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This week, I’m sharing a bit of a different tasting. While I generally drink unflavored pure teas and often taste my teas gong fu style, I am a firm believer in evaluating teas on their own terms rather than trying to shoe-horn different teas into gongfucha. I was recently contacted by Tea Sparrow, a company that sells subscription tea boxes. Most of their teas are flavored, but everything is organic and natural and they use biodegradable packaging, so I was intrigued to try. Plus, I know plenty of my readers are not necessarily solely interested in drinking fussy pure teas and might appreciate knowing about some good flavored teas. They sent me their October box, which included two caffeine-free herbal teas, a flavored green tea, and a flavored black tea, so I thought I would do my tasting using their brewing parameters.

But of course, this isn’t a review; this is a tasting. So I still made sure to check aroma and look of the “leaf” at various points during the brewing. And I made a point to really roll the flavors around in my mouth, the way I would with any other tea. Let’s see how the October teas do with a full tea tasting.

Pina Colada Green Tea

I will admit, when I saw this tea, my first thought was

Anyone who reads this blog knows that not only am I not usually a fan of flavored teas, but “dessert-y” type flavors like this are at the bottom of my list of likes (top of my list of dislikes?). But this is a tasting, not a review, so here we go.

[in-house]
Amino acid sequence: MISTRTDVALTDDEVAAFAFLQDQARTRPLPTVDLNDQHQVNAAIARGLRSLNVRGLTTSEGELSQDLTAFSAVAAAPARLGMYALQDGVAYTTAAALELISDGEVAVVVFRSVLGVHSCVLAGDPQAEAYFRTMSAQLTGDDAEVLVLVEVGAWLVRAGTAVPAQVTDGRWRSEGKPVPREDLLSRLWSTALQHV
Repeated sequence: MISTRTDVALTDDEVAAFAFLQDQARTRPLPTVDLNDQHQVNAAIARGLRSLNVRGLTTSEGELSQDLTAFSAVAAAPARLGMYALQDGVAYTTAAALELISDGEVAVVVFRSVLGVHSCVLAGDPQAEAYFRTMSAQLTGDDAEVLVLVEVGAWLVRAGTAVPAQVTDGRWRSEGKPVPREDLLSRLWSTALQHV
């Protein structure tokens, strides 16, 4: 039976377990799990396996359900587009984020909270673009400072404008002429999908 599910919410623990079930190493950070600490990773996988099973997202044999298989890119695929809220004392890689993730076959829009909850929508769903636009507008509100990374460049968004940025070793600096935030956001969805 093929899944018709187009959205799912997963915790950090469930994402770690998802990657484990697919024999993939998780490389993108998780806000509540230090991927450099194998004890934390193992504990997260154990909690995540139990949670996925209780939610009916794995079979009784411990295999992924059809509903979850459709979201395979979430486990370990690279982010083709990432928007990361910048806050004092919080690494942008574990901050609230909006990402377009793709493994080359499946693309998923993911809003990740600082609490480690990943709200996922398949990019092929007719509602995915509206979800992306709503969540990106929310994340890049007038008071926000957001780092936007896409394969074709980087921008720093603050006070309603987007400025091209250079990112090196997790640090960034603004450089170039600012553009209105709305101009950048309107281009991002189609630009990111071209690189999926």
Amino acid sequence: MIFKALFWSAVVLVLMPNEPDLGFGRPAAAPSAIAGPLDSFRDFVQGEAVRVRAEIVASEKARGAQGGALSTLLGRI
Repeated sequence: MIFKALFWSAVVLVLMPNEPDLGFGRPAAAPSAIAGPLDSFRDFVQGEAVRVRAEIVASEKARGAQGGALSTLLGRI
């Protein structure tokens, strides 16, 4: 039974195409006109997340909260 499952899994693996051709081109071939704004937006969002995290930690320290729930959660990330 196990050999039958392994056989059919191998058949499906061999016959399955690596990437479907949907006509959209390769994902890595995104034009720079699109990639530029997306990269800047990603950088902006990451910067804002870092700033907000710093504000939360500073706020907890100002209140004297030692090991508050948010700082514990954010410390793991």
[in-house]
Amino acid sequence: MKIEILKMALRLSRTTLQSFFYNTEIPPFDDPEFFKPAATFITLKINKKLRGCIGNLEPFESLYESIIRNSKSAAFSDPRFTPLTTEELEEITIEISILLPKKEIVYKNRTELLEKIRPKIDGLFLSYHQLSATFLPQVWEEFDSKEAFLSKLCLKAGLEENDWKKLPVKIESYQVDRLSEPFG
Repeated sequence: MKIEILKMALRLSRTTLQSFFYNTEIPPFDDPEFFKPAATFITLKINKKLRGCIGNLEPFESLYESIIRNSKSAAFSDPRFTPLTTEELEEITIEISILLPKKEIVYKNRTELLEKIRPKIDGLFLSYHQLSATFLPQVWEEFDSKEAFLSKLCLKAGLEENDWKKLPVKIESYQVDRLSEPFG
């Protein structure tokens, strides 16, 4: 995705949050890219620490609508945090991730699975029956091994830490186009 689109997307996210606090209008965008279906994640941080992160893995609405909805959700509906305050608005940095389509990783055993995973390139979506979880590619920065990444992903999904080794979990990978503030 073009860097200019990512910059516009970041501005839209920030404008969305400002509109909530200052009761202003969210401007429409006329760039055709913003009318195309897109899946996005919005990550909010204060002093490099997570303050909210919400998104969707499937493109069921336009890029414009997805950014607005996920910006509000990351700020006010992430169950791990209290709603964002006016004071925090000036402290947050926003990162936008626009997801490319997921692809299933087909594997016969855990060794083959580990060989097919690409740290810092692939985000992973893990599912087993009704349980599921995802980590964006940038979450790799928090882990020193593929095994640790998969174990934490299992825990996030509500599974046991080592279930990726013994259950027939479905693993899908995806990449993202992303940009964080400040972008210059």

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Right off, I could smell the coconut through the package, and it had an almost sunscreen-y aroma, but as soon as I opened it and poured it out into a warmed teapot, the scent became this rich, very true coconut aroma. It’s actually a very warm scent, which is odd for what I thought would be a summery tea. The dry green tea is medium olive-ish green and has moderately small, straight and flat leaves. It almost looks like a Japanese green tea (or a Chinese green processed like a Japanese tea?). There are also pieces of sugared pineapple and flakes of toasted coconut. I tasted one of the pineapple pieces and it’s sweet and has taken on the coconut flavor.

I first steeped this tea using one tablespoon, which was 4.8g, in a 250-ml glass teapot with 180 F water for two minutes, as per the instructions. The wet leaf had an almost savory aroma and the liquor was pale gold with a light coconut aroma. The dominant flavor was green tea, with noticeable umami and a lightly astringent finish. The coconut was an undertone to the flavor, with no noticeable sweetness and a surprisingly warm flavor.

Out of curiosity, I took the same leaves and cold-brewed them for three hours. The cold-brewed liquor was buttery and fragrant with a more pronounced fruity flavor.

Organic Vanilla Mint Rooibos

They are not kidding when they say this tea is “peppermint forward.” Again, I could smell the peppermint through the package. The dry leaf is an obvious blend of rooibos and dried peppermint leaf. The dry leaf smells strongly of peppermint, but the addition of vanilla and rooibos adds a rich depth that reminded me of a York peppermint patty. In my notes, I put a parenthetical that it “clears your sinuses.”